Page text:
It is not hard to put them together. All that is required are practice and basic knot tying skill.
- Combine the reel to the rod, the coil should slide into the rod, locking ignorance
- Get the backing and move 100 feet forward–Depending on the pool size and weight, you want to spool enough of the backing so that the arbor is full
- Move 2-3 feet off your fly line and then you tie the fly line to the backing with the Albright knot
- Then go again about thirty yards and clip it
- If you want to get the right amount of backing all you have to do is to coil the fly line and the backing onto the reel, do this in reverse at first, and do that with the fly line initially. You want to use knot 39 yards off the fly line
- make sure there is tension in the line. And make sure that the line now goes evenly through the arbor
- Continue until it gets close to the rim but not touching. Then trim the backing.
- Create a loop using the braid knot and attach the leader
- To attach the tippet to the leader, use the double or the triple surgeon knot
- Then attach the fly to the tippet using an improved clinch.
The Basic Fly Fishing Cast
We have set our fly fishing gear now it is time to go fishing. There are different types of cast and are mostly driven by the following. Location, the type of fish, the cast distance and finally personal preference.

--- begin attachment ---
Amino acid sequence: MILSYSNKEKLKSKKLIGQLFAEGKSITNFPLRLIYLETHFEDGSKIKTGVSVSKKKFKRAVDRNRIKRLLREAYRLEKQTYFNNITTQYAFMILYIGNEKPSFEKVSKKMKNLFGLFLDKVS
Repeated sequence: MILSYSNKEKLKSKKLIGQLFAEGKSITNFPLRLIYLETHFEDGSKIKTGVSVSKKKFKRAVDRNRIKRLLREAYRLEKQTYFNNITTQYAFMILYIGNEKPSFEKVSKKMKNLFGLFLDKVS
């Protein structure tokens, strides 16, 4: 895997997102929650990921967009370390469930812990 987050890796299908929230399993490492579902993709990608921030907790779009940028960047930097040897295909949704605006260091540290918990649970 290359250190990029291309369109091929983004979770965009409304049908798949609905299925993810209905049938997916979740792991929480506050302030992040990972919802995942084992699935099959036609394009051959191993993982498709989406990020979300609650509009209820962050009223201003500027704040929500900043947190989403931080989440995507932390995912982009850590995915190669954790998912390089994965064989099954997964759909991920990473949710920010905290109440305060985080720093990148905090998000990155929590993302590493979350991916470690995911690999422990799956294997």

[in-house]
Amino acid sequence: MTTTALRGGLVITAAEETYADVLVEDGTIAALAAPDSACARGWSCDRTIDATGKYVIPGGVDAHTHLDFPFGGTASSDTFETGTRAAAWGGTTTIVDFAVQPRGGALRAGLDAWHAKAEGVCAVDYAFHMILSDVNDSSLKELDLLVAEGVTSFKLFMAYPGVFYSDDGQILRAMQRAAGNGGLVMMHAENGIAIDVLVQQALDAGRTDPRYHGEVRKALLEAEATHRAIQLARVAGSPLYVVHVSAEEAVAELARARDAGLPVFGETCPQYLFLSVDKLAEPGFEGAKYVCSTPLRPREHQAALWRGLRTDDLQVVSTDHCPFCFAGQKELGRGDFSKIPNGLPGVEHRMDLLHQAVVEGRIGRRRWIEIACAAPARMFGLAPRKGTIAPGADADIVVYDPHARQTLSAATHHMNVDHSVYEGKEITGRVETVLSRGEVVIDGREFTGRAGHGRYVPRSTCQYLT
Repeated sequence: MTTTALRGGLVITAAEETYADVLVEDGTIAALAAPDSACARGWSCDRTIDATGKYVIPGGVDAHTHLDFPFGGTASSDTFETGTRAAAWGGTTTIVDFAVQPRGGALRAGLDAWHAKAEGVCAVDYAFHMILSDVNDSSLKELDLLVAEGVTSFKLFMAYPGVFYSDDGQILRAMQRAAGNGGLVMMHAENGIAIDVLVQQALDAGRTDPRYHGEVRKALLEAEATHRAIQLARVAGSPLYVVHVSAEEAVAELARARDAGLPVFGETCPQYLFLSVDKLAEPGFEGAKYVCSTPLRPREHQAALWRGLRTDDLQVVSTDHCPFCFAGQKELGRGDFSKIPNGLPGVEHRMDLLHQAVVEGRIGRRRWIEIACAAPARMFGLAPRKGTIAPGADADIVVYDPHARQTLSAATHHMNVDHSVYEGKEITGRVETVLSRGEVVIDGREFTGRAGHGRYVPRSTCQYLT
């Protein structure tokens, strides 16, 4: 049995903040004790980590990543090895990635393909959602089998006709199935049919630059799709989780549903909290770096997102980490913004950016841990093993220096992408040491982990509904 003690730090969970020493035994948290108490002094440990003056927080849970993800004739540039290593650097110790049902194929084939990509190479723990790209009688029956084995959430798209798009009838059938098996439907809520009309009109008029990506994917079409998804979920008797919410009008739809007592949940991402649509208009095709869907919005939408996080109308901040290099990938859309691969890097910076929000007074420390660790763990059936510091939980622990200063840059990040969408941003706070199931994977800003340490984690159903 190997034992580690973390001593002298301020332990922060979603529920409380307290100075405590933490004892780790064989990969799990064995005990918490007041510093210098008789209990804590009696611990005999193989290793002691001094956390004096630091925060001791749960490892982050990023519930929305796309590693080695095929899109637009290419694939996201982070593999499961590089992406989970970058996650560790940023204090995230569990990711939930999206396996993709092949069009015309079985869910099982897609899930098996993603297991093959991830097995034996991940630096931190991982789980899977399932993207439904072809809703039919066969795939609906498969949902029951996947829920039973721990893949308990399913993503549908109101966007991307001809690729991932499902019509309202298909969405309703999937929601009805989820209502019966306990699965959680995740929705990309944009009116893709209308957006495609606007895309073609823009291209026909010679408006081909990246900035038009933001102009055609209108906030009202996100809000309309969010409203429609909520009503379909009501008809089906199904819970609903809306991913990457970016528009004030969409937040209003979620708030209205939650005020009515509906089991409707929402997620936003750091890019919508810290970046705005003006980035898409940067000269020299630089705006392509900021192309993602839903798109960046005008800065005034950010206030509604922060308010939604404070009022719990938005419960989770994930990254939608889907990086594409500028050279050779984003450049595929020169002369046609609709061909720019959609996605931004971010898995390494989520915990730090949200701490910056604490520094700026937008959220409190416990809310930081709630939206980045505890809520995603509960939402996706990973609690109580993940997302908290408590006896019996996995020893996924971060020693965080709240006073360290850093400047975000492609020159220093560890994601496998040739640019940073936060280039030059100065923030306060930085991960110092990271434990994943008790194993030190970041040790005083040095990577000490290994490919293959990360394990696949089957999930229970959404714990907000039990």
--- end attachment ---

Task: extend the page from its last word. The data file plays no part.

The Overhead Cast:
The basic idea behind doing this is to bring the fly cast from overhead and behind you and then cast it in front of you. Here are steps to make the overhead cast.
- Linked you are trying to shake someone that is the way you hold the rd.
- Point the rod from about waist level, and then take out ten yards of the fly line and wiggle
- Step back to make sure that the line extends beyond you
- Lift your arm up slowly till the line becomes tight
- Now rotate your arm rapidly, so the line comes behind you. Pause for it to make the loop behind you
- Bring the rod quickly to your front—10 o’clock. The route will cast forward
- As it extends slowly, lowers your arm slowly to lay the line out on the water.
The roll cast is relatively simple. As the line is in front to of you, lift the rod up slightly behind your head and forward cast it as you do with the overhead cast and that’s it.
Precautions for Beginners
For beginners, spooling a fly fishing reel can be hard so you have to carve time to go fly fishing and bring a friend with you so that the experience can be more enjoyable, and for the added help which is an essential aspect of the human experience.
Fly fishing should take time for mastering. Don’t be frustrated and don’t try to force or rush it, have fun and enjoy the great outdoors. If you do not have enough budgets, try to buy quality fishing instruments within your constrain. At the end of the day, do not forget to have fun!